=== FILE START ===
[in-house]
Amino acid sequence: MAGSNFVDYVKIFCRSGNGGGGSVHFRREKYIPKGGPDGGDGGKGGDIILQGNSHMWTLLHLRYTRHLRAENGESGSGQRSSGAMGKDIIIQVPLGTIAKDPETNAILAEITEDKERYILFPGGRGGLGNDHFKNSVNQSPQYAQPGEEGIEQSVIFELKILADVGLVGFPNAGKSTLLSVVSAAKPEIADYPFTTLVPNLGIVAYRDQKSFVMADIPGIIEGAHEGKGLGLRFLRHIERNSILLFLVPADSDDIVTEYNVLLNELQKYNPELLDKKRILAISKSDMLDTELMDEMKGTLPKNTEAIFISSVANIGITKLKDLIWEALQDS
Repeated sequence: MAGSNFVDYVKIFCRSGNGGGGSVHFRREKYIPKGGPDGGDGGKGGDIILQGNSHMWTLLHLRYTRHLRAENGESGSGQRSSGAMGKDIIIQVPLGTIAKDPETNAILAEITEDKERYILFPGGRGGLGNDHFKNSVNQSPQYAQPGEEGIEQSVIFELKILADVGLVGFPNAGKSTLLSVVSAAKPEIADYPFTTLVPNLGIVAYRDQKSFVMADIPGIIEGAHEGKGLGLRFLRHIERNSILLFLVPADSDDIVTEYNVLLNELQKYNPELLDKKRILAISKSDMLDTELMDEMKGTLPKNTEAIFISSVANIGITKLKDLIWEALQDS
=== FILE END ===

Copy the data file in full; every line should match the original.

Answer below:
[in-house]
Amino acid sequence: MAGSNFVDYVKIFCRSGNGGGGSVHFRREKYIPKGGPDGGDGGKGGDIILQGNSHMWTLLHLRYTRHLRAENGESGSGQRSSGAMGKDIIIQVPLGTIAKDPETNAILAEITEDKERYILFPGGRGGLGNDHFKNSVNQSPQYAQPGEEGIEQSVIFELKILADVGLVGFPNAGKSTLLSVVSAAKPEIADYPFTTLVPNLGIVAYRDQKSFVMADIPGIIEGAHEGKGLGLRFLRHIERNSILLFLVPADSDDIVTEYNVLLNELQKYNPELLDKKRILAISKSDMLDTELMDEMKGTLPKNTEAIFISSVANIGITKLKDLIWEALQDS
Repeated sequence: MAGSNFVDYVKIFCRSGNGGGGSVHFRREKYIPKGGPDGGDGGKGGDIILQGNSHMWTLLHLRYTRHLRAENGESGSGQRSSGAMGKDIIIQVPLGTIAKDPETNAILAEITEDKERYILFPGGRGGLGNDHFKNSVNQSPQYAQPGEEGIEQSVIFELKILADVGLVGFPNAGKSTLLSVVSAAKPEIADYPFTTLVPNLGIVAYRDQKSFVMADIPGIIEGAHEGKGLGLRFLRHIERNSILLFLVPADSDDIVTEYNVLLNELQKYNPELLDKKRILAISKSDMLDTELMDEMKGTLPKNTEAIFISSVANIGITKLKDLIWEALQDS